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Former Boonsboro man convicted of failing to obey lawful order and possession

Judge sentenced Donald Marcus Ricketts II to 30 days in jail for failure to obey a lawful order

May 23, 2012|By DON AINES | dona@herald-mail.com

A Washington County Circuit jury Tuesday convicted a former Boonsboro man of failing to obey a lawful order and possession of Oxycodone, but did not have to consider whether the man committed assault when a Hagerstown police officer broke his hand on his face.

Donald Marcus Ricketts II, 23, now of Greencastle, Pa., had been charged with second-degree assault on a law-enforcement officer in a July 11, 2011, incident that occurred on the 500 block of Salem Avenue in Hagerstown.

Police had gone to the address at about 5 a.m. for a report of a disturbance, according to trial testimony.

Officer Casey Constable testified that a dispatcher told him a woman called saying she had a protective order against a man who was at her home. 

Constable testified that Oxycodone tablets were found on Ricketts when he was searched after his arrest.
Officer Travis Crouse testified that Ricketts ignored commands by Constable to quiet down and sit on a concrete retaining wall.

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“I put both hands on his shoulders and told him to sit down and relax,” Crouse testified.

Ricketts responded by pushing Crouse in the chest and clenching his fists, Course testified. Crouse said he then punched Ricketts in the side of the head.

Ricketts fell to the ground and was taken into custody, Crouse testified.

Crouse said he felt pain in his hand and later found he had broken a bone.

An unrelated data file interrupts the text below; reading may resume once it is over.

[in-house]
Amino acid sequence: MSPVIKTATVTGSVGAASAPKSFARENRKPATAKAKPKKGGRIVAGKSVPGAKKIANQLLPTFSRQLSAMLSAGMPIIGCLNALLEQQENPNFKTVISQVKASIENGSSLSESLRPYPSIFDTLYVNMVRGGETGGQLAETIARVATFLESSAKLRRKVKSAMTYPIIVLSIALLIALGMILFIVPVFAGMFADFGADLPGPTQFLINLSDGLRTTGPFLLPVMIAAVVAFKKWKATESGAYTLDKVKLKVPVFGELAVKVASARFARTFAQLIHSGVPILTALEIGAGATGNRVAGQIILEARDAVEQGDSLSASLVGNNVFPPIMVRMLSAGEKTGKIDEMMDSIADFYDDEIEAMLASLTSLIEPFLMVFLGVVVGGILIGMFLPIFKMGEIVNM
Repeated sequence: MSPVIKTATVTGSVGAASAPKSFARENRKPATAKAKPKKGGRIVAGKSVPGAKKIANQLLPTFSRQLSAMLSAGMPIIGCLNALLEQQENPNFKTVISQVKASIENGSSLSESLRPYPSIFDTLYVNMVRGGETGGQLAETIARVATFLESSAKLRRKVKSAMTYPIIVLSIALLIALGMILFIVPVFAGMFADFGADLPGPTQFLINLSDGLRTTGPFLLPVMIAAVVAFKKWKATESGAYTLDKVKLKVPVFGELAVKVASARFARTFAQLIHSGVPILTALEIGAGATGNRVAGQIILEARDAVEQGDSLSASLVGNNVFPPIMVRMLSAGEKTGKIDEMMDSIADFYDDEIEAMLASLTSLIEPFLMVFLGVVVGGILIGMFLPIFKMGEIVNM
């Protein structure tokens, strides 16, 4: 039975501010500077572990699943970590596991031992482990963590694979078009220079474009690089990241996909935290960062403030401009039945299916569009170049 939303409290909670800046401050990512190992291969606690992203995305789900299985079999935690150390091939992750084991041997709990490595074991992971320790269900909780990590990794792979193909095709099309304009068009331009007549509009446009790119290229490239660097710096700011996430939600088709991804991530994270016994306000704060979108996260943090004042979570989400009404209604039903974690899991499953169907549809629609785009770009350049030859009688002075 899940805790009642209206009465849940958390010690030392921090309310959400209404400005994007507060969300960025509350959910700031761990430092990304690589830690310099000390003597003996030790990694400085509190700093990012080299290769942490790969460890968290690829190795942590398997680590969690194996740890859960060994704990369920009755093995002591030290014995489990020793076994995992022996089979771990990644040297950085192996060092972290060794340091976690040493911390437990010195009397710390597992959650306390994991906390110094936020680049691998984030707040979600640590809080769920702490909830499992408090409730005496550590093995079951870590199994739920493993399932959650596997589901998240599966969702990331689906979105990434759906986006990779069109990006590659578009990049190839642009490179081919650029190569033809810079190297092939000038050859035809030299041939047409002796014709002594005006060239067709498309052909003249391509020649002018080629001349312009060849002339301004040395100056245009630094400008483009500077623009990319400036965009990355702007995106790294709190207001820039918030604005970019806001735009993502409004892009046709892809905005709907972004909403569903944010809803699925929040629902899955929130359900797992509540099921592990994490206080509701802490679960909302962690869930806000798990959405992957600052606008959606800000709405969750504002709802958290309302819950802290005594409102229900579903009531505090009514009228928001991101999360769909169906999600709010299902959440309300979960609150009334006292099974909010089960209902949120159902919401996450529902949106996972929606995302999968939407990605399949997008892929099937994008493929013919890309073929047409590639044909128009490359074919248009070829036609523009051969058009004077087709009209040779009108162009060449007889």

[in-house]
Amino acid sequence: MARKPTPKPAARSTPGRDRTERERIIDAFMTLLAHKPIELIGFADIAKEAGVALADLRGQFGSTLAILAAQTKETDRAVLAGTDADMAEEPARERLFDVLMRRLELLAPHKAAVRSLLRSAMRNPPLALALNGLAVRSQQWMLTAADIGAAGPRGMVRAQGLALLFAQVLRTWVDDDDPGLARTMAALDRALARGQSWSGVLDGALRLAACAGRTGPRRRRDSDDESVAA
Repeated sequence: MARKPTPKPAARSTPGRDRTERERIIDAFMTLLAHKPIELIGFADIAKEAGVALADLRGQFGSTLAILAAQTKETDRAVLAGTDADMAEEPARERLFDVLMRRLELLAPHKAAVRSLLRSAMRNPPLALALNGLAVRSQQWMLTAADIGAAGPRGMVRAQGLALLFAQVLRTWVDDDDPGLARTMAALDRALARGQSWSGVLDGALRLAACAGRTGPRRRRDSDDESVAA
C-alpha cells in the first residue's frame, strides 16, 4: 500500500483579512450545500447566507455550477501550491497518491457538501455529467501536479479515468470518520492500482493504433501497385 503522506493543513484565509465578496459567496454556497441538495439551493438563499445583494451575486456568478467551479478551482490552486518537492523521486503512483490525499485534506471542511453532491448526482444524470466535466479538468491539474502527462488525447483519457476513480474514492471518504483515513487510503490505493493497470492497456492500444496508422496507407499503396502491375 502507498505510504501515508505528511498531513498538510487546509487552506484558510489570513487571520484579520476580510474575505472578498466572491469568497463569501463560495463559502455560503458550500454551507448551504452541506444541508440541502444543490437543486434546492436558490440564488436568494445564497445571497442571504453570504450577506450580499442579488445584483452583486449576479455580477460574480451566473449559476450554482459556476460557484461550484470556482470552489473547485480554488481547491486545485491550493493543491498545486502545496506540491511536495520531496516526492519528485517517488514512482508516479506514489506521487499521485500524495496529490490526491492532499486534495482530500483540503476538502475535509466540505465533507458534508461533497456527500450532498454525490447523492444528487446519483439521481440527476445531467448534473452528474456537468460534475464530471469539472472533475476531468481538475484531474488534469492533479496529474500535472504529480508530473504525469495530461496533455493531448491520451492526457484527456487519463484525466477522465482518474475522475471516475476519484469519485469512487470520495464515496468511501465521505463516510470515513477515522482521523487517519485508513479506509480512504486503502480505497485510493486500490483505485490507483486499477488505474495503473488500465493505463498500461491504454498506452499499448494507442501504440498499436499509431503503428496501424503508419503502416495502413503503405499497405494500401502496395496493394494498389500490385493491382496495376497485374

“There has to be a substantial physical injury, and it has to be caused by my client,” Assistant Public Defender Kathleen McClernan told Washington County Circuit Judge M. Kenneth Long Jr.

“He broke his hand on my client’s face,” she said, asking Long for a judgment of acquittal on the assault charge.

Assistant State’s Attorney Brett Wilson argued that the jury should be allowed to consider whether to convict Ricketts of general second-degree assault.

Long did not allow that, Wilson said after the trial.

The judge said he was satisfied Ricketts did not intentionally injure Crouse. He also granted a judgment of acquittal on a disorderly conduct charge because the prosecution presented no evidence that anyone’s peace had been disturbed.

However, Long rejected McClernan’s argument that Ricketts was arrested illegally.

After the conviction, Long sentenced Ricketts to 30 days in jail for failure to obey a lawful order, adding a one-year consecutive suspended sentence for possession of Oxycodone, Wilson said.

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